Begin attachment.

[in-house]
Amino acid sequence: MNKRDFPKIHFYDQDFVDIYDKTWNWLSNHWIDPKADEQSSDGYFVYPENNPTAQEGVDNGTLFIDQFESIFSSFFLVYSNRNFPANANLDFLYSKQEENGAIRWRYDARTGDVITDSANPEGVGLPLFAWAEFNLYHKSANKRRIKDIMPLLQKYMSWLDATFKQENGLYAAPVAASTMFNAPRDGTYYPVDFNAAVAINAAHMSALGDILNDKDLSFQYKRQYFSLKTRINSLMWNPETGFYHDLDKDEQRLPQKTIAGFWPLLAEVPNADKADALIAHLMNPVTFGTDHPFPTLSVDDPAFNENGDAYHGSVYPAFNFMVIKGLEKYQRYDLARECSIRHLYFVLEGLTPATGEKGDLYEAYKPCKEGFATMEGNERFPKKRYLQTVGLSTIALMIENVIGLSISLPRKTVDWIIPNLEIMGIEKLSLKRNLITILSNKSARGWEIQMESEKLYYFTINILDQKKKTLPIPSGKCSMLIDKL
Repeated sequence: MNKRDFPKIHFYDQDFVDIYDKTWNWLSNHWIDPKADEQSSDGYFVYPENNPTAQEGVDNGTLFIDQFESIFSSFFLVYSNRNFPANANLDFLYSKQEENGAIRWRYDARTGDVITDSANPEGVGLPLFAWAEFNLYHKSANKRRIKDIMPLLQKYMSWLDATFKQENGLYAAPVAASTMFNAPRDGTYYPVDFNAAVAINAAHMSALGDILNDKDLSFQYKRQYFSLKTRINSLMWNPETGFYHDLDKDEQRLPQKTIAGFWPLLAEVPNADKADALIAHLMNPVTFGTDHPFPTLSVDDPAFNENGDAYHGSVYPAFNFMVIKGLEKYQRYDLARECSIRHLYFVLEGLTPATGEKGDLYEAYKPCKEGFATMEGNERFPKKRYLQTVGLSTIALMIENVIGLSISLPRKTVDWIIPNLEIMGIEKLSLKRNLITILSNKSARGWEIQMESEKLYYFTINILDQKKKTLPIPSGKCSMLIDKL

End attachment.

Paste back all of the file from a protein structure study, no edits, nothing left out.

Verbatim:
[in-house]
Amino acid sequence: MNKRDFPKIHFYDQDFVDIYDKTWNWLSNHWIDPKADEQSSDGYFVYPENNPTAQEGVDNGTLFIDQFESIFSSFFLVYSNRNFPANANLDFLYSKQEENGAIRWRYDARTGDVITDSANPEGVGLPLFAWAEFNLYHKSANKRRIKDIMPLLQKYMSWLDATFKQENGLYAAPVAASTMFNAPRDGTYYPVDFNAAVAINAAHMSALGDILNDKDLSFQYKRQYFSLKTRINSLMWNPETGFYHDLDKDEQRLPQKTIAGFWPLLAEVPNADKADALIAHLMNPVTFGTDHPFPTLSVDDPAFNENGDAYHGSVYPAFNFMVIKGLEKYQRYDLARECSIRHLYFVLEGLTPATGEKGDLYEAYKPCKEGFATMEGNERFPKKRYLQTVGLSTIALMIENVIGLSISLPRKTVDWIIPNLEIMGIEKLSLKRNLITILSNKSARGWEIQMESEKLYYFTINILDQKKKTLPIPSGKCSMLIDKL
Repeated sequence: MNKRDFPKIHFYDQDFVDIYDKTWNWLSNHWIDPKADEQSSDGYFVYPENNPTAQEGVDNGTLFIDQFESIFSSFFLVYSNRNFPANANLDFLYSKQEENGAIRWRYDARTGDVITDSANPEGVGLPLFAWAEFNLYHKSANKRRIKDIMPLLQKYMSWLDATFKQENGLYAAPVAASTMFNAPRDGTYYPVDFNAAVAINAAHMSALGDILNDKDLSFQYKRQYFSLKTRINSLMWNPETGFYHDLDKDEQRLPQKTIAGFWPLLAEVPNADKADALIAHLMNPVTFGTDHPFPTLSVDDPAFNENGDAYHGSVYPAFNFMVIKGLEKYQRYDLARECSIRHLYFVLEGLTPATGEKGDLYEAYKPCKEGFATMEGNERFPKKRYLQTVGLSTIALMIENVIGLSISLPRKTVDWIIPNLEIMGIEKLSLKRNLITILSNKSARGWEIQMESEKLYYFTINILDQKKKTLPIPSGKCSMLIDKL